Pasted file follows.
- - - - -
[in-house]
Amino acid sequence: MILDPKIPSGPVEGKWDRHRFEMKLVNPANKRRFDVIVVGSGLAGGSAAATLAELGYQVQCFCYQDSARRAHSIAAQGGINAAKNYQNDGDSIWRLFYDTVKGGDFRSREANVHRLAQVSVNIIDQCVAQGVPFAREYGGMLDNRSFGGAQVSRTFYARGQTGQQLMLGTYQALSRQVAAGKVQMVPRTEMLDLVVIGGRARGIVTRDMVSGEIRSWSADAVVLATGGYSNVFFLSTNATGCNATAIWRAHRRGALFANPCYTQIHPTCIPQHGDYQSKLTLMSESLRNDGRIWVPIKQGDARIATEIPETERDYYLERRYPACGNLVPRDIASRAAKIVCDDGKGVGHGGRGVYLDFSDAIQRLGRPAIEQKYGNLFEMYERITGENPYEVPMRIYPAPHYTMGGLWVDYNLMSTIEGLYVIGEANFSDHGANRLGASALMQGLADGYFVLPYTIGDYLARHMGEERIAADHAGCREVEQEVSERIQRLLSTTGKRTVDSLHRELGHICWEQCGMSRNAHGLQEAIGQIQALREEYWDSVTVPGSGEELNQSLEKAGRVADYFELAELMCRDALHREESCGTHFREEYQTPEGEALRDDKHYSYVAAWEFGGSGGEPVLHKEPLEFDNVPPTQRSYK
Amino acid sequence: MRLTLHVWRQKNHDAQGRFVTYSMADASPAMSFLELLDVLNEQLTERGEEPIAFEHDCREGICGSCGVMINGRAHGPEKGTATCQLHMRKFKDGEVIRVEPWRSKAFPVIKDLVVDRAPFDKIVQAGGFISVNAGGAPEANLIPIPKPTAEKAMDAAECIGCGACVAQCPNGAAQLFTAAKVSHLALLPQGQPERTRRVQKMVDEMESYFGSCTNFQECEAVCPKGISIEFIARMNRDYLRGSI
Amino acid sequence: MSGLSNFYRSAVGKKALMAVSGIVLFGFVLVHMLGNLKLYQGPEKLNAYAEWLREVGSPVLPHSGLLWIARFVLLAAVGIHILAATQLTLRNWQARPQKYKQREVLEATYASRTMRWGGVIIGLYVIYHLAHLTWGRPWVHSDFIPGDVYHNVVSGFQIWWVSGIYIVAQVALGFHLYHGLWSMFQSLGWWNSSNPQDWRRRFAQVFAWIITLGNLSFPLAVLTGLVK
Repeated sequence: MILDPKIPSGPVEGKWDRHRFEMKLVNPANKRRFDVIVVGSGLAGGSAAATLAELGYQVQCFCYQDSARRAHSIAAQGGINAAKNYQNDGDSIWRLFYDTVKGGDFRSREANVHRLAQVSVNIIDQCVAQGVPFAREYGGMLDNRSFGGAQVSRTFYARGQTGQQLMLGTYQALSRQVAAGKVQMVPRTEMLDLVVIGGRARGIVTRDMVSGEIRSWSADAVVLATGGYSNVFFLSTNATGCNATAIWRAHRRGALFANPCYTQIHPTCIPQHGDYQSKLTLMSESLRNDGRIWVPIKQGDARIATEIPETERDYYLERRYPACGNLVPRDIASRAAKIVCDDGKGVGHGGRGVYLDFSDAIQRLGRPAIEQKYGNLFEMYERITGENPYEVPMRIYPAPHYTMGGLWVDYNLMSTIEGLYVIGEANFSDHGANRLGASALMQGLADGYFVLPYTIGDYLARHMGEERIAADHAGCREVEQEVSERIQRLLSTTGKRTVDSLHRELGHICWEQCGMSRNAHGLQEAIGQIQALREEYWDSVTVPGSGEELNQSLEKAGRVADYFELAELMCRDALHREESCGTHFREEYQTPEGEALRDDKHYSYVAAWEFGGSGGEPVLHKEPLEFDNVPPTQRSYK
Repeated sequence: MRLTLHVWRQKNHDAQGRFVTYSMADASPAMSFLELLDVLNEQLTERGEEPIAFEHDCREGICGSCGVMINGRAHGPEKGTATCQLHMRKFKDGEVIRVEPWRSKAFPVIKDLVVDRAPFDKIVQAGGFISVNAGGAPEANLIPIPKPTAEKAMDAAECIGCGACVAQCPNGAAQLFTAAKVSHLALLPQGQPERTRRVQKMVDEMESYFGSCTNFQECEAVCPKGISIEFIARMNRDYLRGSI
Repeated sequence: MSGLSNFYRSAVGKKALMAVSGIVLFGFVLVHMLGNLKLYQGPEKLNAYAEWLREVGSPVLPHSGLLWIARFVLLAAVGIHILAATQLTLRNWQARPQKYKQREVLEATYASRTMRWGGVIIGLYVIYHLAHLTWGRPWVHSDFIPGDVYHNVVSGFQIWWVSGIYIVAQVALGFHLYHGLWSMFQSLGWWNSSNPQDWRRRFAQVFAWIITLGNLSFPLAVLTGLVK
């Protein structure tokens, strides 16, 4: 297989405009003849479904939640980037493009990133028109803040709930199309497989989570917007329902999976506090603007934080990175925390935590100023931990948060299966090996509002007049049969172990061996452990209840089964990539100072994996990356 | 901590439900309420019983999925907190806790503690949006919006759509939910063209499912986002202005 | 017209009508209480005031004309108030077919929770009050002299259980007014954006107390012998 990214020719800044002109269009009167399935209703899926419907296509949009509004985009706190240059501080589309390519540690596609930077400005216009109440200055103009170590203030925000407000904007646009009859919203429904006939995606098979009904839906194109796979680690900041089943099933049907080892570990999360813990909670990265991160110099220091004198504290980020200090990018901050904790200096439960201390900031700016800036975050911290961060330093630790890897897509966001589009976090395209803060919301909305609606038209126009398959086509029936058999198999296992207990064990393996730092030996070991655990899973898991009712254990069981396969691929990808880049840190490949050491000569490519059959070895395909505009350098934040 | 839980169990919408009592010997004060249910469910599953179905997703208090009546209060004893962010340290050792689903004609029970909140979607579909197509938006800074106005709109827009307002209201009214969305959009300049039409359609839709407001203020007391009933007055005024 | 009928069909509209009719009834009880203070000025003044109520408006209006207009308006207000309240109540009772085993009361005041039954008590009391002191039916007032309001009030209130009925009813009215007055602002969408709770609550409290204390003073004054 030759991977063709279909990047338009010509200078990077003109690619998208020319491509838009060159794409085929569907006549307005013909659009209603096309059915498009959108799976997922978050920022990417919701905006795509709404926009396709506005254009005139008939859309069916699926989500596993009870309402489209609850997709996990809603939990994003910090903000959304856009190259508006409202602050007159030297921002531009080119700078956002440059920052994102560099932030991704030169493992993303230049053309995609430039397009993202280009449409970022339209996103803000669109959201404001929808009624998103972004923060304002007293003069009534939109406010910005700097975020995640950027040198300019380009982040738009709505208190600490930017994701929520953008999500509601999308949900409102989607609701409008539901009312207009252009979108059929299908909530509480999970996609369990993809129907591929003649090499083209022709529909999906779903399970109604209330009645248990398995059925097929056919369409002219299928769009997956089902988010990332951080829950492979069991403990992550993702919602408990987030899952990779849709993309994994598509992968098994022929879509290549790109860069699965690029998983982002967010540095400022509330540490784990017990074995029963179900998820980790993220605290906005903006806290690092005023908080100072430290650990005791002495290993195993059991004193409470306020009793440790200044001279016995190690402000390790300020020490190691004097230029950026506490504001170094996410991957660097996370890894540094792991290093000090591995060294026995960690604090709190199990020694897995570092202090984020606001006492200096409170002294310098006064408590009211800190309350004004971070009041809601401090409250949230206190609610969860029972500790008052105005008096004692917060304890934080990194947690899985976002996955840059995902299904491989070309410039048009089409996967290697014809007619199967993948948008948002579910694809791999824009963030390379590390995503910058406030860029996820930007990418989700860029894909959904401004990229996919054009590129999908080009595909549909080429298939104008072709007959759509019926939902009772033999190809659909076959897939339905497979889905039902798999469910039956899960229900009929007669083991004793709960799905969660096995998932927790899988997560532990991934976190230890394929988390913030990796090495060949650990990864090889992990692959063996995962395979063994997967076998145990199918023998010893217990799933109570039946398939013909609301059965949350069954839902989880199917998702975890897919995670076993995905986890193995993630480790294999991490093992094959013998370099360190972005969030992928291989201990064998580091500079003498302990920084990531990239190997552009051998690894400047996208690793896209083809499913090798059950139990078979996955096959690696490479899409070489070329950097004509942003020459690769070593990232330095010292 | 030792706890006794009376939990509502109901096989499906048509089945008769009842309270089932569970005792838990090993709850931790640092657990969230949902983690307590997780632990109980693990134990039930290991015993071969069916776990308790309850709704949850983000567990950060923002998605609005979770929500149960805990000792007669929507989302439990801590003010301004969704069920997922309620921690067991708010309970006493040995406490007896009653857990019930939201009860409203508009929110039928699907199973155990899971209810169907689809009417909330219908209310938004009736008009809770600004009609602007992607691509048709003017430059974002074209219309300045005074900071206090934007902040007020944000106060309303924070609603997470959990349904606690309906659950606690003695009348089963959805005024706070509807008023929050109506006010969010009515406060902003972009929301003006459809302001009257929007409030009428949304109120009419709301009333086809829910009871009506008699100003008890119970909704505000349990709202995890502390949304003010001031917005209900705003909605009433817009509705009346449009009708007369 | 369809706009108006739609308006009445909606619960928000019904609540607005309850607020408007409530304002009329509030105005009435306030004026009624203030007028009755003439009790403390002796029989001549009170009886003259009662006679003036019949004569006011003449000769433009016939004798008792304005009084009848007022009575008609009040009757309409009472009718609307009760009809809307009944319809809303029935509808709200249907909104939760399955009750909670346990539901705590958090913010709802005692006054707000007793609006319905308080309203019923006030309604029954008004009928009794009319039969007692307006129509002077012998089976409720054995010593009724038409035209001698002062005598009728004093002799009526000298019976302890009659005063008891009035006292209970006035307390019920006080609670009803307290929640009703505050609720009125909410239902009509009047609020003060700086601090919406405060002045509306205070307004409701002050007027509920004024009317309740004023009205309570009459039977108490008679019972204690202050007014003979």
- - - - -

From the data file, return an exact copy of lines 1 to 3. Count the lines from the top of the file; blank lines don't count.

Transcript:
[in-house]
Amino acid sequence: MILDPKIPSGPVEGKWDRHRFEMKLVNPANKRRFDVIVVGSGLAGGSAAATLAELGYQVQCFCYQDSARRAHSIAAQGGINAAKNYQNDGDSIWRLFYDTVKGGDFRSREANVHRLAQVSVNIIDQCVAQGVPFAREYGGMLDNRSFGGAQVSRTFYARGQTGQQLMLGTYQALSRQVAAGKVQMVPRTEMLDLVVIGGRARGIVTRDMVSGEIRSWSADAVVLATGGYSNVFFLSTNATGCNATAIWRAHRRGALFANPCYTQIHPTCIPQHGDYQSKLTLMSESLRNDGRIWVPIKQGDARIATEIPETERDYYLERRYPACGNLVPRDIASRAAKIVCDDGKGVGHGGRGVYLDFSDAIQRLGRPAIEQKYGNLFEMYERITGENPYEVPMRIYPAPHYTMGGLWVDYNLMSTIEGLYVIGEANFSDHGANRLGASALMQGLADGYFVLPYTIGDYLARHMGEERIAADHAGCREVEQEVSERIQRLLSTTGKRTVDSLHRELGHICWEQCGMSRNAHGLQEAIGQIQALREEYWDSVTVPGSGEELNQSLEKAGRVADYFELAELMCRDALHREESCGTHFREEYQTPEGEALRDDKHYSYVAAWEFGGSGGEPVLHKEPLEFDNVPPTQRSYK
Amino acid sequence: MRLTLHVWRQKNHDAQGRFVTYSMADASPAMSFLELLDVLNEQLTERGEEPIAFEHDCREGICGSCGVMINGRAHGPEKGTATCQLHMRKFKDGEVIRVEPWRSKAFPVIKDLVVDRAPFDKIVQAGGFISVNAGGAPEANLIPIPKPTAEKAMDAAECIGCGACVAQCPNGAAQLFTAAKVSHLALLPQGQPERTRRVQKMVDEMESYFGSCTNFQECEAVCPKGISIEFIARMNRDYLRGSI